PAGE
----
Morgan and Carson, who were pals on and off screen, appeared together in nearly a dozen films in the 1940s, starting with the dramas WINGS FOR THE EAGLE (1942) and THE HARD WAY (1943) before moving on to lighter fare.
TWO GUYS FROM TEXAS is typical Morgan-Carson goofball silliness, in which they play partners in a nightclub act who are stranded at a dude ranch after their broken-down car is stolen.
Of course, the dude ranch is owned by lovely Dorothy Malone (most recently reviewed here in COLORADO TERRITORY), and a singer at the resort is played by Penny Edwards (TRAIL OF ROBIN HOOD). Needless to say, the boys are perfectly happy being stranded indefinitely!
Even better, the endearingly inept local sheriff is played by Forrest Tucker, displaying unsuspected comedic ability in a Ralph Bellamy-esque role. (For those who may wonder, I never saw him in F TROOP.)
The screenplay by I.A.L. Diamond (best known for Billy Wilder films) and Allen Boretz works in some genuinely funny moments, such as a scene where the guys and gals are in their rooms with the wall down the middle of the screen, and as we hear bits and pieces of their conversations it all fits together in amusingly disjointed fashion. The use of the split screen seems to foreshadow the phone conversations in PILLOW TALK (1959), as Morgan and Malone finally go to bed "next" to each other. The script, incidentally, was based on a '30s play called HOWDY, STRANGER.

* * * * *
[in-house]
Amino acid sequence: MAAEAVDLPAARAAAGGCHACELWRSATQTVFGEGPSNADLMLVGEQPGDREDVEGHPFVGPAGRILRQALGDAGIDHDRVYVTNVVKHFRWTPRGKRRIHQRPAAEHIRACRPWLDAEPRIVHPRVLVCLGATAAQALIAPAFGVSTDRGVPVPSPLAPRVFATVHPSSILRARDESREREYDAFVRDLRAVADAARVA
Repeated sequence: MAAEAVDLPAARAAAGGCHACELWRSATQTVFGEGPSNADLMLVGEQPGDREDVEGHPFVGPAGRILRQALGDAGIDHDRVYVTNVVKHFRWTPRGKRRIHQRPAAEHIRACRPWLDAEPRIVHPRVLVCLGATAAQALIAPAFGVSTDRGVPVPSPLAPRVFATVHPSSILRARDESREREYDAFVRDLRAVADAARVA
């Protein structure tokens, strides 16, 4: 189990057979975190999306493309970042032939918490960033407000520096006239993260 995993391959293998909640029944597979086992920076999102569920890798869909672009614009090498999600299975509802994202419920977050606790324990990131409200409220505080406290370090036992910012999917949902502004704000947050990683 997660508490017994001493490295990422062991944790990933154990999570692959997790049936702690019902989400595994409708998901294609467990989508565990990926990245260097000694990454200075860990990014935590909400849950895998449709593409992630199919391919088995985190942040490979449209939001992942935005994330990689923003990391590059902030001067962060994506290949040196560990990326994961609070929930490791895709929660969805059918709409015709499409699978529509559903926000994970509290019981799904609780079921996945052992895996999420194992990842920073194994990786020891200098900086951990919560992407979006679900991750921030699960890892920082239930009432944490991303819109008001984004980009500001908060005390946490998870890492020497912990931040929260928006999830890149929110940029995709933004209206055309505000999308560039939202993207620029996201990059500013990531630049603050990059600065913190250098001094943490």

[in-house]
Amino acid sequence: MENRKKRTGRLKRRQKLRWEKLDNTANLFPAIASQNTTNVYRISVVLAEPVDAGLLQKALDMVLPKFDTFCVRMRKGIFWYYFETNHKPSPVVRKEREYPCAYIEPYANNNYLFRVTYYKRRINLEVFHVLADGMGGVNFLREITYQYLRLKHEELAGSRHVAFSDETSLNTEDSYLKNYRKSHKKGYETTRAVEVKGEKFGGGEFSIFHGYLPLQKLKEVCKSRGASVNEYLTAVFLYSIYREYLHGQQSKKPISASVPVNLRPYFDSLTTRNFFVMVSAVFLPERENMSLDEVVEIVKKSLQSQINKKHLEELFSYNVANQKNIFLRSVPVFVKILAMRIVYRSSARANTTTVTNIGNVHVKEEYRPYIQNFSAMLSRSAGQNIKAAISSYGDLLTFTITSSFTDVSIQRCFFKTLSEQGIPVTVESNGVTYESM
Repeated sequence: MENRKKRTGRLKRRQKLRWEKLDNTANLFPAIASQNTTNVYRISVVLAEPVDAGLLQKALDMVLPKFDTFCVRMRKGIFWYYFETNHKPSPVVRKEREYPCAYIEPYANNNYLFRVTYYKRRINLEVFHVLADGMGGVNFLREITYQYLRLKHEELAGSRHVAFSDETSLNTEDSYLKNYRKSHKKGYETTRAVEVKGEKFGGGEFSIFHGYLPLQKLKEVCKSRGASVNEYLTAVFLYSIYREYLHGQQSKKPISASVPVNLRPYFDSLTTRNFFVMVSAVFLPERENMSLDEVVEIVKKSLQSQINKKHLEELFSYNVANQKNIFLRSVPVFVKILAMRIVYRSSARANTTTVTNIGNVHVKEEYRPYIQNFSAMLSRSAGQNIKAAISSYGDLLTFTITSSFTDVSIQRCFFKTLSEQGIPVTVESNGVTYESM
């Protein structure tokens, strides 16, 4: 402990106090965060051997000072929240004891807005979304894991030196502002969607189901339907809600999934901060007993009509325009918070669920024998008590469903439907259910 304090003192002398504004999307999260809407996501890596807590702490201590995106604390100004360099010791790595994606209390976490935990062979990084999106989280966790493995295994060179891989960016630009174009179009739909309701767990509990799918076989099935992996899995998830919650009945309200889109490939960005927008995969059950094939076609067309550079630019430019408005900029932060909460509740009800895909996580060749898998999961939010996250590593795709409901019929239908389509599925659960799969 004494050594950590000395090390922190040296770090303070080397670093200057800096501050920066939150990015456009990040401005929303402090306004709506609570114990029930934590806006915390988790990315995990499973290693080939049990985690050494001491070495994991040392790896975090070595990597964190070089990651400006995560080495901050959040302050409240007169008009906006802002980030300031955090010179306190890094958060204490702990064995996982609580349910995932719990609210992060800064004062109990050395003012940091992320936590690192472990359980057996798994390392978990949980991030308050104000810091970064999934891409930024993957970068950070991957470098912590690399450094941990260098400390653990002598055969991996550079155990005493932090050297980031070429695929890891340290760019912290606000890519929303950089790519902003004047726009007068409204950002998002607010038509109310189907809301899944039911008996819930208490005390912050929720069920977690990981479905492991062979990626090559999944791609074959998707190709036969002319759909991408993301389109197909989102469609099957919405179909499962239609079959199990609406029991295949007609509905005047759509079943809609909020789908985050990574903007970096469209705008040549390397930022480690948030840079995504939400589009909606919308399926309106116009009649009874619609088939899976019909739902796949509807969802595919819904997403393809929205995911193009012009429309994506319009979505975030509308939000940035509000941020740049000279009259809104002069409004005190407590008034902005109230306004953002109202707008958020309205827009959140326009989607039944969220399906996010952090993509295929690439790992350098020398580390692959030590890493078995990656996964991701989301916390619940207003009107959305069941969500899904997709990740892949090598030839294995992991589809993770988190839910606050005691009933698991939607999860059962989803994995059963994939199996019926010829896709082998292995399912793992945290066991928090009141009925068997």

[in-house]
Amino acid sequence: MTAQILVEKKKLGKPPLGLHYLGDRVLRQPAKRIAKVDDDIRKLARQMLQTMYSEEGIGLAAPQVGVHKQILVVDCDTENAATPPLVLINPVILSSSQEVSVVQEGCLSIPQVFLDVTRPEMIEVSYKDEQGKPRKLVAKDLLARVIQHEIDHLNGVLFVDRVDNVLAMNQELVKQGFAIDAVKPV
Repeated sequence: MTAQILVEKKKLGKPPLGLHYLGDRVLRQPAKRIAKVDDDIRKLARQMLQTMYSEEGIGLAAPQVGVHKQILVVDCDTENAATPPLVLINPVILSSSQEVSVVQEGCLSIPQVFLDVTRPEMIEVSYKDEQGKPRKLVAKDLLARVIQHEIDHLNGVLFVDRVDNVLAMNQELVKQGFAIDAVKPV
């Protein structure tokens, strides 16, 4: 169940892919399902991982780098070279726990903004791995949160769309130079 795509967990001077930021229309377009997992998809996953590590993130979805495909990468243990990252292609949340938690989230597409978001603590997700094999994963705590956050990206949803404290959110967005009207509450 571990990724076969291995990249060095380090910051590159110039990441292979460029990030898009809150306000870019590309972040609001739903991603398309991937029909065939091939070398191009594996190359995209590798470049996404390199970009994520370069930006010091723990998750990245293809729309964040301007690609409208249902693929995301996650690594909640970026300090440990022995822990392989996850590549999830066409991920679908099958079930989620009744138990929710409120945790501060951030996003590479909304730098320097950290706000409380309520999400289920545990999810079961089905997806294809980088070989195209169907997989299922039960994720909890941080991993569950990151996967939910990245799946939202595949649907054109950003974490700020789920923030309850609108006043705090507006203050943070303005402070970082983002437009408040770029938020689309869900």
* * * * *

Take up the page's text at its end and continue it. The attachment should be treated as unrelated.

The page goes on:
The film also boasts a tuneful Cahn-Styne score, with "Every Day I Love You Just a Little Bit More," sung by Morgan, being particularly memorable. I also liked "Hankerin'," sung by Penny Edwards.
The movie was largely filmed at the Thunderbird Guest Ranch in Palm Springs. It's beautiful, and the Technicolor cinematography by Arthur Edeson and William V. Skall also shows off the attractive costumes by Leah Rhodes and Travilla, as well as the great colors of the resort interiors; even the dishware is splashy! It's total eye candy.
TWO GUYS FROM TEXAS was directed by David Butler. It runs 86 minutes.
The Warner Archive DVD print is lovely, and the DVD includes the trailer.
Look for more Morgan-Carson reviews here in the near future!
Thanks to the Warner Archive for providing a review copy of this DVD. Warner Archive releases are MOD (manufactured on demand) and may be ordered from the Warner Archive Collection at the WBShop.